On Sunday, Sept. 22, the first sentiment looks at West Asia, or what the colonial father calls “The Middle East,” as in their minds and our submission, everything must be a function of their centered position. We’ve featured stories like “Nasser’s Republic” in the past, which looked at an enduring campaign to dissolve the region for the benefit of oil interests. We also screened Evaporating Borders in 2012, which looked at the nation of Cyprus as an entry to the European Union.
We’re super pleased this year to present Chef Reem Assil along with the North American premiere of Rania Lee Khalil’s performative cinema piece “Third World Trilogy Project” that includes “The Palestinian Wildlife Series”; “The Pan African Asian Women’s Organization, Cairo and Conakry 1960-1965”; and “Sanai: a story i tell to my daughter.” Following the screening, Palestine’s 47SOUL will perform. So that’ll be a dance party.
On Monday, Sept. 23, the second sentiment looks at movements of people through dance on the African continent – particularly the nations of Senegal and North Sudan. Afro-Vegan Chef Bryant Terry prepares a vegan dinner for 50 guests, which is followed by the North American premiere of “Call to Dance: Senegal,” a film I’ve been following over the last few years featuring a variety of modern dance crews throughout Senegal. Once the film concludes, Adji Cissoko (Senegalese father) and Shuaib Elhassan (Sudanese father) of Alonzo King LINES Ballet perform a newly choreographed work.
Thursday, Sept. 26, is the cornerstone of this year’s expression, a collaboration between myself and Congolese-Belgian musician and activist, Zap Mama. We began drafting ideas earlier in the year and met on commemorating Patrice Lumumba, who was murdered by colonial fathers of the United States. The evening begins with a screening of Raoul Peck’s “Lumumba: Death of a Prophet,” which is followed by a percussive response by Marshall R. Trammell. Zap Mama is joined in conversation by our archivist Zoé Samudzi before offering a one-woman-show response to the film and legacy of Patrice Lumumba.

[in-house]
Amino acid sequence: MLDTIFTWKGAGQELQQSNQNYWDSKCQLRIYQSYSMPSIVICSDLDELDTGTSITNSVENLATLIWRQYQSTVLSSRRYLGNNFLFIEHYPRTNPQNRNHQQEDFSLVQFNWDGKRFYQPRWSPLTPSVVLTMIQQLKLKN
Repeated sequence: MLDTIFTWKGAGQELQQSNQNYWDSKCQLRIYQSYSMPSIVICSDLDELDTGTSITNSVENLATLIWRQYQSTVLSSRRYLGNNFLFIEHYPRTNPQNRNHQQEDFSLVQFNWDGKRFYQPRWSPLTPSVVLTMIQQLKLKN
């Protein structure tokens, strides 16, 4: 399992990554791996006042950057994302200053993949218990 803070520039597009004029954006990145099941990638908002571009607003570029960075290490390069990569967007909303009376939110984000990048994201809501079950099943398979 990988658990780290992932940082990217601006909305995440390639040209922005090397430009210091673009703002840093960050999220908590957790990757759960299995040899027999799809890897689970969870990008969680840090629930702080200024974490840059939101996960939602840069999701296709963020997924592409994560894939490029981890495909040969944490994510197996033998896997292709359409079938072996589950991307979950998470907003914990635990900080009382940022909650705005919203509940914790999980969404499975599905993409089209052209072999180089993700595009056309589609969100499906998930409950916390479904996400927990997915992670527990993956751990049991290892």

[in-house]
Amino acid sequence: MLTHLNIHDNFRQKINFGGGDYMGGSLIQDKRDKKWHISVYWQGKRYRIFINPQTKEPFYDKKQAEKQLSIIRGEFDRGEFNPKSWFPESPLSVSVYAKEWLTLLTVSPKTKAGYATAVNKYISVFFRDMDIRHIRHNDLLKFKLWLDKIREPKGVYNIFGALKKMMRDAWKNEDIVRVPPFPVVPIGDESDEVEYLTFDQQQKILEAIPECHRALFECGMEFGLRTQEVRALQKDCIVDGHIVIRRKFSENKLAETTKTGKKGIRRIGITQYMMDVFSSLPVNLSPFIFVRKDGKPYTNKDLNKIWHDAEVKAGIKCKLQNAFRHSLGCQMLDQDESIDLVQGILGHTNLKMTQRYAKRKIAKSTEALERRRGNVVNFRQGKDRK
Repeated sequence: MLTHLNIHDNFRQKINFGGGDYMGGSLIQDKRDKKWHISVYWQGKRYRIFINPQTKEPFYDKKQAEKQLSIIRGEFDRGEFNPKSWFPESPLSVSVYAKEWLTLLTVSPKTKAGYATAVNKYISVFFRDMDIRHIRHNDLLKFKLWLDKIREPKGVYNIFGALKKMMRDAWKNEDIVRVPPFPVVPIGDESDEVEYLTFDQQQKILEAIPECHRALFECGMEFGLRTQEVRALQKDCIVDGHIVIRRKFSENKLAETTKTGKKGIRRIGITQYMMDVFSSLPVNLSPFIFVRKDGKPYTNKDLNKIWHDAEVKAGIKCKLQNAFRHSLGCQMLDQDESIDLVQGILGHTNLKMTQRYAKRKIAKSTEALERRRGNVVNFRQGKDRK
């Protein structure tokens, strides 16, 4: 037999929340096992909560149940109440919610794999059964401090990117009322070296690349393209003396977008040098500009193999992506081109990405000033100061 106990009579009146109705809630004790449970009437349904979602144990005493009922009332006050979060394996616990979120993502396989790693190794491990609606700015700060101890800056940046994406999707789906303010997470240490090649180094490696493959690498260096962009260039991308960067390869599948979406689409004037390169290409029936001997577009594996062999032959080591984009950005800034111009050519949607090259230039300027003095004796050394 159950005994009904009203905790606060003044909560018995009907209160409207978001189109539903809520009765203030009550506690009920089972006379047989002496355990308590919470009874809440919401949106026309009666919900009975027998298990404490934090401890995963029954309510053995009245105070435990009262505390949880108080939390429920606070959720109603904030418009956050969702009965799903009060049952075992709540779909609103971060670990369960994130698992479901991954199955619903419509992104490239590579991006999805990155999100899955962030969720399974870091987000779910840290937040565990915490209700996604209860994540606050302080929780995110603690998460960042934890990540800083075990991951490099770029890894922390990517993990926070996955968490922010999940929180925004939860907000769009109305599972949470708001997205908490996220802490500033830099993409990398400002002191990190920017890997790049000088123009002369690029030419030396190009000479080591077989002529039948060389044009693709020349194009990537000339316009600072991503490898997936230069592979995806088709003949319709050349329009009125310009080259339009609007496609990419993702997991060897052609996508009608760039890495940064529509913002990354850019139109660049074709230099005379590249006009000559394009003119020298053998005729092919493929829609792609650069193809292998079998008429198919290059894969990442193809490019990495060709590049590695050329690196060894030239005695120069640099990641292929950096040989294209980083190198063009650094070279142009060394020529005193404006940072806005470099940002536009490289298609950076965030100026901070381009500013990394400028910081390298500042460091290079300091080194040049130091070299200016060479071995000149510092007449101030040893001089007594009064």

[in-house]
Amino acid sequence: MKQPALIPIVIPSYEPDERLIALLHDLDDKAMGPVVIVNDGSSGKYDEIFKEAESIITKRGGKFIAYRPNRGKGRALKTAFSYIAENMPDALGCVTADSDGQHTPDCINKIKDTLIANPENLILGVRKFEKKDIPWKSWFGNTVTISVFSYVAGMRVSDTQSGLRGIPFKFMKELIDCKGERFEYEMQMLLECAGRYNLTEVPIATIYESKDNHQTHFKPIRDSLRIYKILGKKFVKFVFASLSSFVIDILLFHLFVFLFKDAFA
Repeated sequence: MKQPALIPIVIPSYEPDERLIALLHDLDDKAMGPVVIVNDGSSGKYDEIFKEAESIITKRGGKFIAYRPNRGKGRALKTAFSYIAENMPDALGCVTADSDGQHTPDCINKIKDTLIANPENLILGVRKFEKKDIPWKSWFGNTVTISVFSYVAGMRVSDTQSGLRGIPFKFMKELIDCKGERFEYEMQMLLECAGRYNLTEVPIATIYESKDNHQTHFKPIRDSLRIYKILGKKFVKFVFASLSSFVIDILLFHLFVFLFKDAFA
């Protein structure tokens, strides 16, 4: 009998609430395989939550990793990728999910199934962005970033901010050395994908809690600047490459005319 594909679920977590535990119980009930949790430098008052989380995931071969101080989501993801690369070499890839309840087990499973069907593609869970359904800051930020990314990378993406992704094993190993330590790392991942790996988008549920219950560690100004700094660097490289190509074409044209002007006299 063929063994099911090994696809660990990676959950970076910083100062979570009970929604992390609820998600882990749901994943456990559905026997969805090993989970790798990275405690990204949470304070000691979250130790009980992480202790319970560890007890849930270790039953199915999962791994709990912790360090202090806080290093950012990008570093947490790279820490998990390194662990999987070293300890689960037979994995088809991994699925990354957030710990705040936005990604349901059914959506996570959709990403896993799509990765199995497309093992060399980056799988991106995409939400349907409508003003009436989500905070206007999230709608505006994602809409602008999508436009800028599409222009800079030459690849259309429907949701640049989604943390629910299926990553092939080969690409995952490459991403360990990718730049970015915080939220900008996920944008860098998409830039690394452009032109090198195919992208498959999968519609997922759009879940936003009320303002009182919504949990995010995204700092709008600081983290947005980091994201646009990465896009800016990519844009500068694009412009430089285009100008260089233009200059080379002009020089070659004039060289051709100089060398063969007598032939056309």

We travel to South and Southeast Asia on Friday, Sept. 27, for a long look at the West. Chef Nite Yun (Cambodia) of Nyum Bai, Time Magazine’s Top 100 Places in the World, prepares a dinner which is followed by the California premiere of “LaoMagination,” presented by Laotian poets Bryan Thao Worra and Kaysone Syonesa. South Asian comedian Hari Kondabolu performs right after and then we’ll feature “Tropitaal: a Desi Latino Soundclash!” which documents the shared histories of migration and resistance of South Asian and Caribbean peoples – on the dance floor. We work with Anjali and Stephen twice a year as it’s one of the most fun parties I’ve ever attended.
The capstone to this year’s expression is presented on Saturday, Sept. 28, when Miss Ollie’s Chef Sarah Kirnon prepares a dinner that features a whole goat roast, rubbed in Red Bay’s coffee, which is fitting as we’ll be presenting at the roastery that evening. One of my favorite poet-activists, Aja Monet, reads about “Where the Land is Free” to open the evening’s performances, which is followed by an audio-visual performance by Philadelphia’s SCRAAATCH. I can’t rightly place what these two achieve into words. Our Master at Arms, Saul Williams, has the final word of our 2019 expression, performing pieces from his highly charged new release, “Encrypted & Vulnerable.”